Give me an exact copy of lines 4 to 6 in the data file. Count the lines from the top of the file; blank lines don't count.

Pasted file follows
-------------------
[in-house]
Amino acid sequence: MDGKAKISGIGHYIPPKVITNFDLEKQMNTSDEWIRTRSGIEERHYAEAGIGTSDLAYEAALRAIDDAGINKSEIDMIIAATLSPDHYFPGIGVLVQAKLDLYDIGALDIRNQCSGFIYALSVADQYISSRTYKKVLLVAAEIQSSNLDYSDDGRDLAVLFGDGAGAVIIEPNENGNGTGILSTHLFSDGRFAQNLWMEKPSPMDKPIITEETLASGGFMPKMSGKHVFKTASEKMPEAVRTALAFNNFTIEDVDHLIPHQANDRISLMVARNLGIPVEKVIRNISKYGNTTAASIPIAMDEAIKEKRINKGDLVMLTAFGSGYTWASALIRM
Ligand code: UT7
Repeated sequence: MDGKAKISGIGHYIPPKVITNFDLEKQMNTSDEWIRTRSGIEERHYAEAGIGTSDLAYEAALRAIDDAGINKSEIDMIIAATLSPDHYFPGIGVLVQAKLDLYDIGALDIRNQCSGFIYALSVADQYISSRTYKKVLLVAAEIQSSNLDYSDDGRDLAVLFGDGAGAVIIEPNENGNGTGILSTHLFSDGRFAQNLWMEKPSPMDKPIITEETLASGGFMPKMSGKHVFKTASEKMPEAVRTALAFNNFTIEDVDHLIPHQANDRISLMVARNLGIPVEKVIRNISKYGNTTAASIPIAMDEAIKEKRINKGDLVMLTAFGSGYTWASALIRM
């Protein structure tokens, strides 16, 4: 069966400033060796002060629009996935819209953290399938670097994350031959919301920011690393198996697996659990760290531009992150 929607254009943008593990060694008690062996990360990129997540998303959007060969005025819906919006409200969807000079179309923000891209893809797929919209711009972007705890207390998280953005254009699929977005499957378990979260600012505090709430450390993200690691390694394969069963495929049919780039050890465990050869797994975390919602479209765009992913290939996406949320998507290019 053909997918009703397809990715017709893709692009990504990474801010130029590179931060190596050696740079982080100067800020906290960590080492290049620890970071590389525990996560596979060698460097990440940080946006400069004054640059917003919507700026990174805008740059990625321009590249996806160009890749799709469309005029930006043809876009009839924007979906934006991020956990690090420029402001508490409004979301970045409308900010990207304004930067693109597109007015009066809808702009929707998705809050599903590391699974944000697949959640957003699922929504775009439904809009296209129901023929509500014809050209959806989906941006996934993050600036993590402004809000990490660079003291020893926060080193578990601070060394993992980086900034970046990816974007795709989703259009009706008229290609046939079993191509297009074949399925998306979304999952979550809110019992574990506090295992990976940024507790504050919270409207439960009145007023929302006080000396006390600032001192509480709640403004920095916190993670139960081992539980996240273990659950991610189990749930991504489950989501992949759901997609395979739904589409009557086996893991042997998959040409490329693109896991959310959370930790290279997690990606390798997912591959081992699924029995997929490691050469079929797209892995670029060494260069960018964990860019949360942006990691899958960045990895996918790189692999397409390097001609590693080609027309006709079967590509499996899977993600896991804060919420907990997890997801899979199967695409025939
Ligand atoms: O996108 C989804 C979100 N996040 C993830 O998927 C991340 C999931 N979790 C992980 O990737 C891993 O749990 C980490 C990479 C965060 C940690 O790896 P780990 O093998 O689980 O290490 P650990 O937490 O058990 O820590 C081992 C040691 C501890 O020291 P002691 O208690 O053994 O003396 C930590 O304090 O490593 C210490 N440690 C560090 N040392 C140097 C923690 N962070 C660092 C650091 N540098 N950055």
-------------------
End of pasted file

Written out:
Repeated sequence: MDGKAKISGIGHYIPPKVITNFDLEKQMNTSDEWIRTRSGIEERHYAEAGIGTSDLAYEAALRAIDDAGINKSEIDMIIAATLSPDHYFPGIGVLVQAKLDLYDIGALDIRNQCSGFIYALSVADQYISSRTYKKVLLVAAEIQSSNLDYSDDGRDLAVLFGDGAGAVIIEPNENGNGTGILSTHLFSDGRFAQNLWMEKPSPMDKPIITEETLASGGFMPKMSGKHVFKTASEKMPEAVRTALAFNNFTIEDVDHLIPHQANDRISLMVARNLGIPVEKVIRNISKYGNTTAASIPIAMDEAIKEKRINKGDLVMLTAFGSGYTWASALIRM
């Protein structure tokens, strides 16, 4: 069966400033060796002060629009996935819209953290399938670097994350031959919301920011690393198996697996659990760290531009992150 929607254009943008593990060694008690062996990360990129997540998303959007060969005025819906919006409200969807000079179309923000891209893809797929919209711009972007705890207390998280953005254009699929977005499957378990979260600012505090709430450390993200690691390694394969069963495929049919780039050890465990050869797994975390919602479209765009992913290939996406949320998507290019 053909997918009703397809990715017709893709692009990504990474801010130029590179931060190596050696740079982080100067800020906290960590080492290049620890970071590389525990996560596979060698460097990440940080946006400069004054640059917003919507700026990174805008740059990625321009590249996806160009890749799709469309005029930006043809876009009839924007979906934006991020956990690090420029402001508490409004979301970045409308900010990207304004930067693109597109007015009066809808702009929707998705809050599903590391699974944000697949959640957003699922929504775009439904809009296209129901023929509500014809050209959806989906941006996934993050600036993590402004809000990490660079003291020893926060080193578990601070060394993992980086900034970046990816974007795709989703259009009706008229290609046939079993191509297009074949399925998306979304999952979550809110019992574990506090295992990976940024507790504050919270409207439960009145007023929302006080000396006390600032001192509480709640403004920095916190993670139960081992539980996240273990659950991610189990749930991504489950989501992949759901997609395979739904589409009557086996893991042997998959040409490329693109896991959310959370930790290279997690990606390798997912591959081992699924029995997929490691050469079929797209892995670029060494260069960018964990860019949360942006990691899958960045990895996918790189692999397409390097001609590693080609027309006709079967590509499996899977993600896991804060919420907990997890997801899979199967695409025939
Ligand atoms: O996108 C989804 C979100 N996040 C993830 O998927 C991340 C999931 N979790 C992980 O990737 C891993 O749990 C980490 C990479 C965060 C940690 O790896 P780990 O093998 O689980 O290490 P650990 O937490 O058990 O820590 C081992 C040691 C501890 O020291 P002691 O208690 O053994 O003396 C930590 O304090 O490593 C210490 N440690 C560090 N040392 C140097 C923690 N962070 C660092 C650091 N540098 N950055």